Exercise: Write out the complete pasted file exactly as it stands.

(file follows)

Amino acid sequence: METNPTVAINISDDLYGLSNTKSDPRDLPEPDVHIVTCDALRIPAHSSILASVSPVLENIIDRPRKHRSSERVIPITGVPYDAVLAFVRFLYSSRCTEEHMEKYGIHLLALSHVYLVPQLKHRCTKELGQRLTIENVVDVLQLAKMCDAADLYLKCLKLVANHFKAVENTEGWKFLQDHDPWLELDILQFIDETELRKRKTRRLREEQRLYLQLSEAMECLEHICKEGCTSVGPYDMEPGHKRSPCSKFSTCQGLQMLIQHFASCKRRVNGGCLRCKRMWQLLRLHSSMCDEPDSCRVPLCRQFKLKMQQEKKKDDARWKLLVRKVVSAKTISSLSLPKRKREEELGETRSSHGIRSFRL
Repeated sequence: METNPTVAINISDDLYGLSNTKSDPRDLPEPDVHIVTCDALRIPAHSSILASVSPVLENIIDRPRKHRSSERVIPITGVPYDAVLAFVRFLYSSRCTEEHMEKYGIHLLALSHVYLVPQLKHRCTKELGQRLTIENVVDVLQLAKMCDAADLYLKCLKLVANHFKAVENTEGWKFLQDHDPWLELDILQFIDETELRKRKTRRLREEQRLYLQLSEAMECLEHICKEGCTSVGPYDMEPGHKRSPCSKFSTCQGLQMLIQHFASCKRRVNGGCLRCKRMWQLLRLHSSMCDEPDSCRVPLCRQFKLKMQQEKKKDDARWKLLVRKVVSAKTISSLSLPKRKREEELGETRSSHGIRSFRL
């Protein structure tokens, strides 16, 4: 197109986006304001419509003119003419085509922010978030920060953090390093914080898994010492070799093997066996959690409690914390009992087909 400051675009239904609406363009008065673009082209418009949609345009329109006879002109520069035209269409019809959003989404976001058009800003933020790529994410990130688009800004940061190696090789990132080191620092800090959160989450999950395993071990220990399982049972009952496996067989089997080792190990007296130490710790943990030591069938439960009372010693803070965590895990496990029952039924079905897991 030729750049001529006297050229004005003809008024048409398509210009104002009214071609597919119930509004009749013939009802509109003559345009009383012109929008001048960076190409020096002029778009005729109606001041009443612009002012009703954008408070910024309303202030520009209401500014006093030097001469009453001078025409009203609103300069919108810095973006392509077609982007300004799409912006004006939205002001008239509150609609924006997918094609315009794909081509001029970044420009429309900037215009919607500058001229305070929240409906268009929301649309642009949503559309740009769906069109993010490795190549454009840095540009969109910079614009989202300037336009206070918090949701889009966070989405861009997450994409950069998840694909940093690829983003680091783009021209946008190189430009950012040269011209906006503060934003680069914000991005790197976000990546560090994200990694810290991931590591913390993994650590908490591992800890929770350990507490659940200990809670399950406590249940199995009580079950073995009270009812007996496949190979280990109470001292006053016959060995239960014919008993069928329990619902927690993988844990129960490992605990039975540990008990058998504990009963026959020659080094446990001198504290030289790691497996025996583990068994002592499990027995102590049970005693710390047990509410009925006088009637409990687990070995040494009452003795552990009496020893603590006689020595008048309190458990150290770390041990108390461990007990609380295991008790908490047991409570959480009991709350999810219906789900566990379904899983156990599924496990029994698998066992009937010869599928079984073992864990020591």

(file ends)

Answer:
Amino acid sequence: METNPTVAINISDDLYGLSNTKSDPRDLPEPDVHIVTCDALRIPAHSSILASVSPVLENIIDRPRKHRSSERVIPITGVPYDAVLAFVRFLYSSRCTEEHMEKYGIHLLALSHVYLVPQLKHRCTKELGQRLTIENVVDVLQLAKMCDAADLYLKCLKLVANHFKAVENTEGWKFLQDHDPWLELDILQFIDETELRKRKTRRLREEQRLYLQLSEAMECLEHICKEGCTSVGPYDMEPGHKRSPCSKFSTCQGLQMLIQHFASCKRRVNGGCLRCKRMWQLLRLHSSMCDEPDSCRVPLCRQFKLKMQQEKKKDDARWKLLVRKVVSAKTISSLSLPKRKREEELGETRSSHGIRSFRL
Repeated sequence: METNPTVAINISDDLYGLSNTKSDPRDLPEPDVHIVTCDALRIPAHSSILASVSPVLENIIDRPRKHRSSERVIPITGVPYDAVLAFVRFLYSSRCTEEHMEKYGIHLLALSHVYLVPQLKHRCTKELGQRLTIENVVDVLQLAKMCDAADLYLKCLKLVANHFKAVENTEGWKFLQDHDPWLELDILQFIDETELRKRKTRRLREEQRLYLQLSEAMECLEHICKEGCTSVGPYDMEPGHKRSPCSKFSTCQGLQMLIQHFASCKRRVNGGCLRCKRMWQLLRLHSSMCDEPDSCRVPLCRQFKLKMQQEKKKDDARWKLLVRKVVSAKTISSLSLPKRKREEELGETRSSHGIRSFRL
């Protein structure tokens, strides 16, 4: 197109986006304001419509003119003419085509922010978030920060953090390093914080898994010492070799093997066996959690409690914390009992087909 400051675009239904609406363009008065673009082209418009949609345009329109006879002109520069035209269409019809959003989404976001058009800003933020790529994410990130688009800004940061190696090789990132080191620092800090959160989450999950395993071990220990399982049972009952496996067989089997080792190990007296130490710790943990030591069938439960009372010693803070965590895990496990029952039924079905897991 030729750049001529006297050229004005003809008024048409398509210009104002009214071609597919119930509004009749013939009802509109003559345009009383012109929008001048960076190409020096002029778009005729109606001041009443612009002012009703954008408070910024309303202030520009209401500014006093030097001469009453001078025409009203609103300069919108810095973006392509077609982007300004799409912006004006939205002001008239509150609609924006997918094609315009794909081509001029970044420009429309900037215009919607500058001229305070929240409906268009929301649309642009949503559309740009769906069109993010490795190549454009840095540009969109910079614009989202300037336009206070918090949701889009966070989405861009997450994409950069998840694909940093690829983003680091783009021209946008190189430009950012040269011209906006503060934003680069914000991005790197976000990546560090994200990694810290991931590591913390993994650590908490591992800890929770350990507490659940200990809670399950406590249940199995009580079950073995009270009812007996496949190979280990109470001292006053016959060995239960014919008993069928329990619902927690993988844990129960490992605990039975540990008990058998504990009963026959020659080094446990001198504290030289790691497996025996583990068994002592499990027995102590049970005693710390047990509410009925006088009637409990687990070995040494009452003795552990009496020893603590006689020595008048309190458990150290770390041990108390461990007990609380295991008790908490047991409570959480009991709350999810219906789900566990379904899983156990599924496990029994698998066992009937010869599928079984073992864990020591």